Brief on China Steel Industry

Posted on 02 March 2009

Source: SEAISI
China’s economy and its outlook
China’s economy grew by 9% in 2008. The annual growth rate shrank continuously from 9.9% in the first three quarters to 6.8% in the fourth quarter.  It was the first time that the country’s GDP growth rate fell below a double-digit level since 2003. According to the World Steel Association, major steel demand drivers shrank significantly during the whole year of 2008. Investment in real estate development in urban areas in 2008 grew by 20.9%, down from the growth of 30.2% in 2007. Automobile production grew by 6.5% in 2008, dropping from the growth of 8.5% in 2007. Air conditioner production growth slashed from 17% in 2007 to 4.9% in 2008. However, growth of civil metal-vessels production registered a significant growth of 44.2%, higher than the growth rate of 29.4% in 2007.

Many experts expected a fast recovery in China’s economy. Merril Lynch & Co remarked that China would be the first major economy to recover from the current global meltdown. China’s de-stocking cycle is almost complete, according to BHP Billiton, which means people will come back to the market and start to buy. The World Bank, however, noted that China had made little progress in rebalancing the economy toward consumption and services from industry and investment. Economists’ estimation of China’s GDP growth in 2009 ranged between 5.0% and 8.0%. Bank of China (Hong Kong), Credit Suisse, Merril Lynch and Nomura International forecasted that China’s GDP growth would reach 8% in 2009, while SJS Markets gave the lowest prediction of 6%.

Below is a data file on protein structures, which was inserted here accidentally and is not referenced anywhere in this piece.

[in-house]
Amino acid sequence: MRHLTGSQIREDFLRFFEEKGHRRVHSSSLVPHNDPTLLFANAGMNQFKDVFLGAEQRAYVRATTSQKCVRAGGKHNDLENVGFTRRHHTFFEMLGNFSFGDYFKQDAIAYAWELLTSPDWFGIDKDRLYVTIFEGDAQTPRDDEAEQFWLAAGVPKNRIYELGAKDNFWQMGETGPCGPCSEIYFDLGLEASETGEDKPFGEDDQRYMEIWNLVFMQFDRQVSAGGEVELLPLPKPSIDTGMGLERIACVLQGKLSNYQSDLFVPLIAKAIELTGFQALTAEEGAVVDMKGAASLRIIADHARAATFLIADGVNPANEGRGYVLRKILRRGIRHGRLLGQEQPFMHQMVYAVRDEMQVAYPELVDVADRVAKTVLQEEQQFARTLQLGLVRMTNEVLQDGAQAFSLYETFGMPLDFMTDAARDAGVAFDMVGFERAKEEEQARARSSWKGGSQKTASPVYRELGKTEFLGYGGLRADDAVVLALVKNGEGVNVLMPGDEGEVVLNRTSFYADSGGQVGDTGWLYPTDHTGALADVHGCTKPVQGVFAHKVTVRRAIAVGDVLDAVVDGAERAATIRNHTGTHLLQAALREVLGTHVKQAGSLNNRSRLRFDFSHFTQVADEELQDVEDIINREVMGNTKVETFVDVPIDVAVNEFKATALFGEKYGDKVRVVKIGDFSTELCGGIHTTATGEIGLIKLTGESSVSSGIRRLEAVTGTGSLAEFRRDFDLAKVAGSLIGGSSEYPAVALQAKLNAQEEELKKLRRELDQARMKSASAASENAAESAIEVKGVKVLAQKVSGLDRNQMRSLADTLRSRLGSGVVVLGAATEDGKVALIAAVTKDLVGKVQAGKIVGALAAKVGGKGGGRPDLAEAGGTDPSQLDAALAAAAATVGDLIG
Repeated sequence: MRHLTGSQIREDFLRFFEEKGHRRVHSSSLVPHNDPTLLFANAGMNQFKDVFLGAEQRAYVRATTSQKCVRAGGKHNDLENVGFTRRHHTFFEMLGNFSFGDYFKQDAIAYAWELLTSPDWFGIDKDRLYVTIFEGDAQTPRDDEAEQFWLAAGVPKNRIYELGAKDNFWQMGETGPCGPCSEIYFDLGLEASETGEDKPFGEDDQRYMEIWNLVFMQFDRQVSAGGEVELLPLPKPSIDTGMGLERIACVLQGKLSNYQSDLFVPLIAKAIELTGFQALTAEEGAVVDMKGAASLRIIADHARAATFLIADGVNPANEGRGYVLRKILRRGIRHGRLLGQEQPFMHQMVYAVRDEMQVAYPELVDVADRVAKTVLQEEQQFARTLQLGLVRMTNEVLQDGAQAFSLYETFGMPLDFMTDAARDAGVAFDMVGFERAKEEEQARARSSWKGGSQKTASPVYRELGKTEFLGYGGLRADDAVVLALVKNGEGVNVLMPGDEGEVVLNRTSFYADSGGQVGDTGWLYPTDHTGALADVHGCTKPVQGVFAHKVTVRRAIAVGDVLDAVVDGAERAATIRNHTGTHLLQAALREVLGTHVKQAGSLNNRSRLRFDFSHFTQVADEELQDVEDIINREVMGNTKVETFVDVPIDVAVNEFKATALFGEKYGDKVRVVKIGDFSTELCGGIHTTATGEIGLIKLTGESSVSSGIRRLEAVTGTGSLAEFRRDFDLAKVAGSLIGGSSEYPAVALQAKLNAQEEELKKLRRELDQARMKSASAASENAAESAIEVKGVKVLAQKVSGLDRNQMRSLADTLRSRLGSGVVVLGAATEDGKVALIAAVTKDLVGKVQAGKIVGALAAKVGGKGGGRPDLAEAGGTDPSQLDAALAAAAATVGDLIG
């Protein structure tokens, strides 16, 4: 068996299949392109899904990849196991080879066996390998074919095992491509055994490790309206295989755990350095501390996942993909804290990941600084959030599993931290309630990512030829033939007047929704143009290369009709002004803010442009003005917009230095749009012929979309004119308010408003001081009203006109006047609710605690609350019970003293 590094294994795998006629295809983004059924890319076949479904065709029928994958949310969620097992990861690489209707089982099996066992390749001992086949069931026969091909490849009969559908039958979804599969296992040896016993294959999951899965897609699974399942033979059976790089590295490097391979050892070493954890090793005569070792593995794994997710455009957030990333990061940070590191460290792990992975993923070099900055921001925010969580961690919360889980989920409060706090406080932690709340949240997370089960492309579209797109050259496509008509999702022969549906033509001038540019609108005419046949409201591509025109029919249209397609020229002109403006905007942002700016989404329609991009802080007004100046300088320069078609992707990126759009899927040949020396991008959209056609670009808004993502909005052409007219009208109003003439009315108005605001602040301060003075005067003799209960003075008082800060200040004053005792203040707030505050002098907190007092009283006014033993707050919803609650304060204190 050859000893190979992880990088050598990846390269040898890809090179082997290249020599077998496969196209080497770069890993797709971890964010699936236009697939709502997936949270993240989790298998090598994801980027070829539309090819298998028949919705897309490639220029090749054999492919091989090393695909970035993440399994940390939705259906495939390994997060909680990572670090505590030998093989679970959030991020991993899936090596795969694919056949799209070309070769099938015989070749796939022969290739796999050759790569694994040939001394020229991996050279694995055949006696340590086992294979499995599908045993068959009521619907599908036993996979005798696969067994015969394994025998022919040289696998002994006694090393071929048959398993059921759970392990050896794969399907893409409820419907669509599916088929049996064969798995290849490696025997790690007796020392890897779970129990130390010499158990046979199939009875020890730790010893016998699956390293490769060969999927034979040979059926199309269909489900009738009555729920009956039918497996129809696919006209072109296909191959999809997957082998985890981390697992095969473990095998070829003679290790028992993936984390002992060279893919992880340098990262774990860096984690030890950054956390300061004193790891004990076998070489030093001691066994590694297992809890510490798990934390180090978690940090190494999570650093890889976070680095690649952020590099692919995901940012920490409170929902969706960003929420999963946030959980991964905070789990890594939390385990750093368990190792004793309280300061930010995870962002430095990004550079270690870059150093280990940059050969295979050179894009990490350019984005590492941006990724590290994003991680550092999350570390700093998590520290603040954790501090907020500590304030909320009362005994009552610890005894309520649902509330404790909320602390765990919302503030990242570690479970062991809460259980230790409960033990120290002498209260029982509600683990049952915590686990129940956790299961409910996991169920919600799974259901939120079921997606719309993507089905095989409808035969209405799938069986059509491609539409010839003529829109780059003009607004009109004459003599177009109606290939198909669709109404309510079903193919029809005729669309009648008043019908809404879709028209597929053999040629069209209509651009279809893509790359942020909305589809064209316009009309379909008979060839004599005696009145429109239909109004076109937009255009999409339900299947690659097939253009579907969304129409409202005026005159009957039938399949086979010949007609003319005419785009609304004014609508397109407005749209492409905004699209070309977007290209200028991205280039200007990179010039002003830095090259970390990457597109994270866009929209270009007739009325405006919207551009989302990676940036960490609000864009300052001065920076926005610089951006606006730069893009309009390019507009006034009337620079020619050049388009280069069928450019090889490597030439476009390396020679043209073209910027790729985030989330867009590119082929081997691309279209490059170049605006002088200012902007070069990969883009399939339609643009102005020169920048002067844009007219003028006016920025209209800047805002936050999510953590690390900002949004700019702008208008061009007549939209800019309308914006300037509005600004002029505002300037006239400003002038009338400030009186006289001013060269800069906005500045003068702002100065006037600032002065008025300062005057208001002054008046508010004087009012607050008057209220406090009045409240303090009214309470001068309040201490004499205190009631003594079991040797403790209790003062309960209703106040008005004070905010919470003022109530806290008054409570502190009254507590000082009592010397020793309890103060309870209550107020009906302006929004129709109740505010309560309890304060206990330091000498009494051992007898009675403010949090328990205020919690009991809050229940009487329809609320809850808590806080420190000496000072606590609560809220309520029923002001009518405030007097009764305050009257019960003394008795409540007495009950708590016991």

Steel industry moderated in 2008
China’s steel industry has also been affected by the economic crisis. According to the World Steel Association, apparent crude steel use increased by only 2.9% to 453.63 million tonnes in 2008. Annual crude steel production was estimated at 500.49 million tonnes, a moderate increase of 1.1% y-o-y. In 2008, long steel product’s share of total finished steel production was 45.1%, compared to 47.1% in 2007. Meanwhile, flats accounted for 37% of production, compared to 34.4% in 2007.

Import and export in 2008
China’s import of crude steel and almost all types of steel products registered a negative growth rate. Export of crude steel at 1.26 million tonnes in 2008 was a sharp drop from 6.43 million tonnes in 2007. Export of finished steel products experienced a sharp decline in many product groups due to weakening global demand. However, China has successfully promoted its export of coated steel products with a growth rate of more than 50% y-o-y.

Export of section, bar and wire rod was 3.48 million tonnes (-36%), 7.48 million tonnes (-21%) and 5.08 million tonnes (-22%), respectively. Export of plate dipped slightly by 2.5% to 8.13 million tonnes. Export of hot rolled coil carbon steel slashed by 25% to 10.64 million tonnes. Export of hot rolled stainless steel sheet also declined from 269,000 tonnes in 2007 to 169,000 tonnes in 2008. Surprisingly, it was recorded that China’s export of hot rolled alloy sheet (HS code 7225.20, 7225.30, 7226.91 and 7226.99) surged substantially from 147,000 tonnes in 2007 to 2.45 million tonnes in 2008. Export of hot rolled pickled and oiled sheet increased by 3% to 234,000 tonnes. Export of cold rolled sheet escalated by 9.4% to 3.76 million tonnes. Export of electro-galvanized sheet and tin plate declined by 25% and 17% to 2.78 million tonnes and 122,000 tonnes, respectively. Export of chromium coated sheet surged by five folds to 23,808 tonnes. Export of galvalume coated sheet doubled in volume to 340,000 tonnes. Export of color coated sheet successfully doubled in volume to 2.55 million tonnes. Export of other metal coated sheet, registered a significant increase of more than 50% y-o-y to 91,000 tonnes. Export of pipes and tubes was 9.9 million tonnes in 2008, a surge of 15% y-o-y.